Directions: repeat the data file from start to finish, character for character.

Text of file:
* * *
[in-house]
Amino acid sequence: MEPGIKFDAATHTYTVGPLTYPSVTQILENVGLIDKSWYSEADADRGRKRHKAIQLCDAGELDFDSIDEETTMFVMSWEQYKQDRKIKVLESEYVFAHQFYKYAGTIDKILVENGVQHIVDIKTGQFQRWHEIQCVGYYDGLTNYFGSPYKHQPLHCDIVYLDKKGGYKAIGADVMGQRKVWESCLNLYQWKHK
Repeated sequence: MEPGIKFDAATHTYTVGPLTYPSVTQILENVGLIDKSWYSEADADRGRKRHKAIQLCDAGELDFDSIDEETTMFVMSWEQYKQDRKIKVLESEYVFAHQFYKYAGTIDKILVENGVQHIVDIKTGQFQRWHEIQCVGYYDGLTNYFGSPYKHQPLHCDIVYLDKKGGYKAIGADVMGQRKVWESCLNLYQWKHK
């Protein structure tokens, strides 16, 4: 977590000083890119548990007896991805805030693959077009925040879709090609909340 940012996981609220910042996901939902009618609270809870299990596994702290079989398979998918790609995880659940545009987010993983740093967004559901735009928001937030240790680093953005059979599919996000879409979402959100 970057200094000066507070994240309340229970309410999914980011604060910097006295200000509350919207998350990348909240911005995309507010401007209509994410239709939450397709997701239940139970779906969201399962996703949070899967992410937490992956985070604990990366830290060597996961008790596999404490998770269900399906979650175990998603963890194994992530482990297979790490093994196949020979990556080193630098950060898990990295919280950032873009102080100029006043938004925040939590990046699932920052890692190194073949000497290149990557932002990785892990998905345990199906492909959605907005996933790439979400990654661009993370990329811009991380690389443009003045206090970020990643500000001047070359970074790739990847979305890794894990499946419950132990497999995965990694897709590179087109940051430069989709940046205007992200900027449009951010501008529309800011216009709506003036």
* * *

[in-house]
Amino acid sequence: MEPGIKFDAATHTYTVGPLTYPSVTQILENVGLIDKSWYSEADADRGRKRHKAIQLCDAGELDFDSIDEETTMFVMSWEQYKQDRKIKVLESEYVFAHQFYKYAGTIDKILVENGVQHIVDIKTGQFQRWHEIQCVGYYDGLTNYFGSPYKHQPLHCDIVYLDKKGGYKAIGADVMGQRKVWESCLNLYQWKHK
Repeated sequence: MEPGIKFDAATHTYTVGPLTYPSVTQILENVGLIDKSWYSEADADRGRKRHKAIQLCDAGELDFDSIDEETTMFVMSWEQYKQDRKIKVLESEYVFAHQFYKYAGTIDKILVENGVQHIVDIKTGQFQRWHEIQCVGYYDGLTNYFGSPYKHQPLHCDIVYLDKKGGYKAIGADVMGQRKVWESCLNLYQWKHK
């Protein structure tokens, strides 16, 4: 977590000083890119548990007896991805805030693959077009925040879709090609909340 940012996981609220910042996901939902009618609270809870299990596994702290079989398979998918790609995880659940545009987010993983740093967004559901735009928001937030240790680093953005059979599919996000879409979402959100 970057200094000066507070994240309340229970309410999914980011604060910097006295200000509350919207998350990348909240911005995309507010401007209509994410239709939450397709997701239940139970779906969201399962996703949070899967992410937490992956985070604990990366830290060597996961008790596999404490998770269900399906979650175990998603963890194994992530482990297979790490093994196949020979990556080193630098950060898990990295919280950032873009102080100029006043938004925040939590990046699932920052890692190194073949000497290149990557932002990785892990998905345990199906492909959605907005996933790439979400990654661009993370990329811009991380690389443009003045206090970020990643500000001047070359970074790739990847979305890794894990499946419950132990497999995965990694897709590179087109940051430069989709940046205007992200900027449009951010501008529309800011216009709506003036």